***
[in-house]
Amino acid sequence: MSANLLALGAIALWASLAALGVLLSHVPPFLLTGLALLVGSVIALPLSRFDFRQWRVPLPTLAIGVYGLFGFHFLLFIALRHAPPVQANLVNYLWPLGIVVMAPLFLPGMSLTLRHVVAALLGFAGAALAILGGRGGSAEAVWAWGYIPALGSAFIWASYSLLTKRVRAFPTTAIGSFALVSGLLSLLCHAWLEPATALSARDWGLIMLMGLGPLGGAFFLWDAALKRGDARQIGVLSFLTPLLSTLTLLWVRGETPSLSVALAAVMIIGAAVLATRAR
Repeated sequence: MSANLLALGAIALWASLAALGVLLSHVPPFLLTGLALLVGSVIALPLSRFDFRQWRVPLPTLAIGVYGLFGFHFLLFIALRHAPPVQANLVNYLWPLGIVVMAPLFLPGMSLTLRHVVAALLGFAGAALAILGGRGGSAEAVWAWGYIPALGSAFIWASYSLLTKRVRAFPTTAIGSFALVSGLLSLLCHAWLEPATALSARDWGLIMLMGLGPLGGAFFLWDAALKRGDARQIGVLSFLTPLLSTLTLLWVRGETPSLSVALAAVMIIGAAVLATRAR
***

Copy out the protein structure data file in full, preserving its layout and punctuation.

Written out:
[in-house]
Amino acid sequence: MSANLLALGAIALWASLAALGVLLSHVPPFLLTGLALLVGSVIALPLSRFDFRQWRVPLPTLAIGVYGLFGFHFLLFIALRHAPPVQANLVNYLWPLGIVVMAPLFLPGMSLTLRHVVAALLGFAGAALAILGGRGGSAEAVWAWGYIPALGSAFIWASYSLLTKRVRAFPTTAIGSFALVSGLLSLLCHAWLEPATALSARDWGLIMLMGLGPLGGAFFLWDAALKRGDARQIGVLSFLTPLLSTLTLLWVRGETPSLSVALAAVMIIGAAVLATRAR
Repeated sequence: MSANLLALGAIALWASLAALGVLLSHVPPFLLTGLALLVGSVIALPLSRFDFRQWRVPLPTLAIGVYGLFGFHFLLFIALRHAPPVQANLVNYLWPLGIVVMAPLFLPGMSLTLRHVVAALLGFAGAALAILGGRGGSAEAVWAWGYIPALGSAFIWASYSLLTKRVRAFPTTAIGSFALVSGLLSLLCHAWLEPATALSARDWGLIMLMGLGPLGGAFFLWDAALKRGDARQIGVLSFLTPLLSTLTLLWVRGETPSLSVALAAVMIIGAAVLATRAR